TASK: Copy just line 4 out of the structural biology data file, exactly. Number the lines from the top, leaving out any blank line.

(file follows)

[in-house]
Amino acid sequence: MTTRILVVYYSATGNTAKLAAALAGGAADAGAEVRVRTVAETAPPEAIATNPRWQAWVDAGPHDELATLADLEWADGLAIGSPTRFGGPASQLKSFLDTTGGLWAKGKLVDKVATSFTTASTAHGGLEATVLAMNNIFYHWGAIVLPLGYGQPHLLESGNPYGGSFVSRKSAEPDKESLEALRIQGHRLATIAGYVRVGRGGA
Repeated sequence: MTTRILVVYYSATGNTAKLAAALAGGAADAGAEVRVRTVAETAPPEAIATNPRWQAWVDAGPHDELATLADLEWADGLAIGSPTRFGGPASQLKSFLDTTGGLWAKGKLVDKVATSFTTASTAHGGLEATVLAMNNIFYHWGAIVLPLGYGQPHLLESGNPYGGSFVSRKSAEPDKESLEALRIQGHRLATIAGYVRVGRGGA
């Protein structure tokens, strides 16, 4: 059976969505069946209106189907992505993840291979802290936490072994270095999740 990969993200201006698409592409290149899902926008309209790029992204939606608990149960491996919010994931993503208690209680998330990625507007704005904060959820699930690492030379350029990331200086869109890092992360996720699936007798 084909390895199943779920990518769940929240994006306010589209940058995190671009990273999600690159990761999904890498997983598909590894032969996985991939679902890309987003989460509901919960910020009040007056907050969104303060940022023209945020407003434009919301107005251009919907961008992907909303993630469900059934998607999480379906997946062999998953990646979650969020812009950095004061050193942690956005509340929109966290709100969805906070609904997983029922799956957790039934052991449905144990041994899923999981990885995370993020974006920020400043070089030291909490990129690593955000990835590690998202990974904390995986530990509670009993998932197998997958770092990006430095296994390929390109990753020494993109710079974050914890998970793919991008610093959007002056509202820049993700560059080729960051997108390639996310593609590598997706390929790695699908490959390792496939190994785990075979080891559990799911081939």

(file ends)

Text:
């Protein structure tokens, strides 16, 4: 059976969505069946209106189907992505993840291979802290936490072994270095999740 990969993200201006698409592409290149899902926008309209790029992204939606608990149960491996919010994931993503208690209680998330990625507007704005904060959820699930690492030379350029990331200086869109890092992360996720699936007798 084909390895199943779920990518769940929240994006306010589209940058995190671009990273999600690159990761999904890498997983598909590894032969996985991939679902890309987003989460509901919960910020009040007056907050969104303060940022023209945020407003434009919301107005251009919907961008992907909303993630469900059934998607999480379906997946062999998953990646979650969020812009950095004061050193942690956005509340929109966290709100969805906070609904997983029922799956957790039934052991449905144990041994899923999981990885995370993020974006920020400043070089030291909490990129690593955000990835590690998202990974904390995986530990509670009993998932197998997958770092990006430095296994390929390109990753020494993109710079974050914890998970793919991008610093959007002056509202820049993700560059080729960051997108390639996310593609590598997706390929790695699908490959390792496939190994785990075979080891559990799911081939």